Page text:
How strong is our stomach acid?

Biology / 7 min read / 27 January 2022

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Lazy Science Reader,

The journey of food does not end after it is done being cooked. Infact, that’s barely the half of it. It’s true journey begins when it enters our body. With many stops, it gets ingested, digested, absorbed, assimilated and then egested. One of the most vital tracts in our body is the digestive tract. Food which goes from the buccal cavity to the anus goes through a tract called the alimentary canal. The alimentary canal along with the digestive glands from the digestive system.

Which organs are present in it? The buccal cavity, which consists of the tongue, teeth and the salivary glands, the esophagus which contracts and relaxes to push food down (peristalsis), stomach, liver, pancreas, small intestine and the large intestine, rectum and anus.

However today, the organ in the spotlight is the stomach. The role of stomach in the process of digestion is very important. When food enters the stomach, it expands and the gastric glands present in the wall of the stomach release gastric juices containing HCl, NaCl, KCl. Our stomach also secrets enzyme pepsin and mucus. HCl kills the bacteria, enzyme pepsin converts complex substances (proteins) into simpler substances (peptons). There are several other such enzymes present in organs of the digestive system which are responsible for this breakdown of complex substances eg, enzyme amylase helps in breakdown of starch. Lastly, mucus helps in protection of stomach walls.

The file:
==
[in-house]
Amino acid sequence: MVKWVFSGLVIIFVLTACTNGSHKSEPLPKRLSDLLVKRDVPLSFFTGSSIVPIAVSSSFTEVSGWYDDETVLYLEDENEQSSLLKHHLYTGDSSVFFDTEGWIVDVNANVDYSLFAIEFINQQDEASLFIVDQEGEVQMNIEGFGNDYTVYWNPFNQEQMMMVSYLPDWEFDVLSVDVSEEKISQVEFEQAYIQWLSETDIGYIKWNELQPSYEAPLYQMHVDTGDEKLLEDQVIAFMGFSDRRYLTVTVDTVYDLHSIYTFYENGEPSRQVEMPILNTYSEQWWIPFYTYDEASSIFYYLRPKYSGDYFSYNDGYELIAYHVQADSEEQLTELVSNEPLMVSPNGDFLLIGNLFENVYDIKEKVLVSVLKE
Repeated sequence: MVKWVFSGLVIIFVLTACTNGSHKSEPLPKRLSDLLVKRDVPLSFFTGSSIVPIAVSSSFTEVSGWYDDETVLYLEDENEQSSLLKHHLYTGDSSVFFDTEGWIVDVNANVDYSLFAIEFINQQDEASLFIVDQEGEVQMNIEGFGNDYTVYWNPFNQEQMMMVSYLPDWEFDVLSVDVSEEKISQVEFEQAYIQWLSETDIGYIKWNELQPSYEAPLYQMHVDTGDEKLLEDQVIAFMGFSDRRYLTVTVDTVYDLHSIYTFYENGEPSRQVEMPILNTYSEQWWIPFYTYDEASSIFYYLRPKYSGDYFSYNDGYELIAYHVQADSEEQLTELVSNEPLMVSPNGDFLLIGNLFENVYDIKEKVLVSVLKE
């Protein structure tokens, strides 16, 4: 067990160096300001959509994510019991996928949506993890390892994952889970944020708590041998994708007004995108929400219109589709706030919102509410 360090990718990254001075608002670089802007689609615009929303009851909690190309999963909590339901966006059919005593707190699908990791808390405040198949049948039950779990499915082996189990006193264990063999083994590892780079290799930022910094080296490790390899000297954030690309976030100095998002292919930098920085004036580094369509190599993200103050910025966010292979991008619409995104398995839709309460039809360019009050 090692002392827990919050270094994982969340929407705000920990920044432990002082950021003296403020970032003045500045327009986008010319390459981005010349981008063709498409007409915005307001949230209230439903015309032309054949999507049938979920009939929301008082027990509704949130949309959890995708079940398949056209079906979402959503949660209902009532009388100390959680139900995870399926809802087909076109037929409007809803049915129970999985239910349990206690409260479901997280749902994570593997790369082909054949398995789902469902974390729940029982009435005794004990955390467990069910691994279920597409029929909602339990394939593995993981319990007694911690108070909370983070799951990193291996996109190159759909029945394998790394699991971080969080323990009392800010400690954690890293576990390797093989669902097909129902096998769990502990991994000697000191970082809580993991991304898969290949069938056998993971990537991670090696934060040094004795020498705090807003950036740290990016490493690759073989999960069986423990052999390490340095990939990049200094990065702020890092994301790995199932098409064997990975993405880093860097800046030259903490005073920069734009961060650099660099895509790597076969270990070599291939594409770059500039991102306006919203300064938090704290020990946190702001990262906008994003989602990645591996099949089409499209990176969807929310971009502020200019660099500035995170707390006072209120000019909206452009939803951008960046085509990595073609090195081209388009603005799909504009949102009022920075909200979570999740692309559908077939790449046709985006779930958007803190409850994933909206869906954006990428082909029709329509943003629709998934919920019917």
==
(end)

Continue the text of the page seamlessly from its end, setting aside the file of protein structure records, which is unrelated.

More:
How strong is the stomach acid? We know from the above paragraph that gastric juice, or stomach acid is composed of potassium chloride, sodium chloride and hydrochloric acid. Due to the presence of these, the pH value of stomach acid ranges from 1 to 3. This somewhat brings stomach acid within the range of battery acids that dissolve steel. So, if the stomach acid is so strong, why don’t we have a hole in our stomach? That’s because of the secretion of mucus by our epithelial cells. Along with that, the coat of the stomach in contact with the food is that of bicarbonate. The bicarbonate neutralizes the stomach acid therefore protecting our stomach while the mucus acts as a barrier.

However, just because there’s a possibility that our stomach is capable of dissolving steel, objects such as pennies can be fatal. The thing about coins minted since 1982 is that they are made up of zinc with a coat of copper. Our stomach acid is capable of dissolving copper but the zinc can cause a lot of problems such as bleeding ulcers, vomiting etc.

That’s all about stomach acid for today. Stay in tune for more articles!


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